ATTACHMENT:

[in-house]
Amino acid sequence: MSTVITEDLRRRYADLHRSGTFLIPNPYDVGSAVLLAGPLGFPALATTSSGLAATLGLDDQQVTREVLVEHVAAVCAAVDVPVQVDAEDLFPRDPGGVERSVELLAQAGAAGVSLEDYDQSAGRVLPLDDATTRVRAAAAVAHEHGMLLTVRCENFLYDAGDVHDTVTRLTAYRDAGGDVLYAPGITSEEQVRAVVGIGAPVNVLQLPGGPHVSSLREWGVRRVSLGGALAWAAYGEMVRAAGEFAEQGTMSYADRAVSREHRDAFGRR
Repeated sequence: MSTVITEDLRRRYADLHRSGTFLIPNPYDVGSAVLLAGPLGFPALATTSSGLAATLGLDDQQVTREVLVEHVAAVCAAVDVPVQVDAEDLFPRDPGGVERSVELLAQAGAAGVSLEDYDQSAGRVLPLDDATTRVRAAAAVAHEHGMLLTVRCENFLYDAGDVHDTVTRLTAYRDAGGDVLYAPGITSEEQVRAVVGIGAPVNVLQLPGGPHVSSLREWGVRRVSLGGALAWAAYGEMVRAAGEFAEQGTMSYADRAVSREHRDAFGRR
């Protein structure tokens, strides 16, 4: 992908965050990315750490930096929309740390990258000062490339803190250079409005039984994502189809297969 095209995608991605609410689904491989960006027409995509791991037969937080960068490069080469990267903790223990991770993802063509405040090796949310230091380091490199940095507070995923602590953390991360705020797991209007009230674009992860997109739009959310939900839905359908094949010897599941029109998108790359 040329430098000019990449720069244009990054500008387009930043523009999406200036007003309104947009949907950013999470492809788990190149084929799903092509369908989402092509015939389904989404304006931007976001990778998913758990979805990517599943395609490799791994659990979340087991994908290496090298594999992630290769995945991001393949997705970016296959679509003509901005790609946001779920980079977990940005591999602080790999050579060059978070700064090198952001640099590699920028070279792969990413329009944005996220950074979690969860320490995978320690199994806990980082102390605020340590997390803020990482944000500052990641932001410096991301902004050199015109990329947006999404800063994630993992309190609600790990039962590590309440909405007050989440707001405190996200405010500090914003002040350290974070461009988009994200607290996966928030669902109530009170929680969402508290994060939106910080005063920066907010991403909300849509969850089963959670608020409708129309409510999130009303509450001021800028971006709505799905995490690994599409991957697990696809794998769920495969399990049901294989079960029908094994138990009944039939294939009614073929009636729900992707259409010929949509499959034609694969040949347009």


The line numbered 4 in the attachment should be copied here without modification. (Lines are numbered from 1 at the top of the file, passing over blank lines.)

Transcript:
């Protein structure tokens, strides 16, 4: 992908965050990315750490930096929309740390990258000062490339803190250079409005039984994502189809297969 095209995608991605609410689904491989960006027409995509791991037969937080960068490069080469990267903790223990991770993802063509405040090796949310230091380091490199940095507070995923602590953390991360705020797991209007009230674009992860997109739009959310939900839905359908094949010897599941029109998108790359 040329430098000019990449720069244009990054500008387009930043523009999406200036007003309104947009949907950013999470492809788990190149084929799903092509369908989402092509015939389904989404304006931007976001990778998913758990979805990517599943395609490799791994659990979340087991994908290496090298594999992630290769995945991001393949997705970016296959679509003509901005790609946001779920980079977990940005591999602080790999050579060059978070700064090198952001640099590699920028070279792969990413329009944005996220950074979690969860320490995978320690199994806990980082102390605020340590997390803020990482944000500052990641932001410096991301902004050199015109990329947006999404800063994630993992309190609600790990039962590590309440909405007050989440707001405190996200405010500090914003002040350290974070461009988009994200607290996966928030669902109530009170929680969402508290994060939106910080005063920066907010991403909300849509969850089963959670608020409708129309409510999130009303509450001021800028971006709505799905995490690994599409991957697990696809794998769920495969399990049901294989079960029908094994138990009944039939294939009614073929009636729900992707259409010929949509499959034609694969040949347009």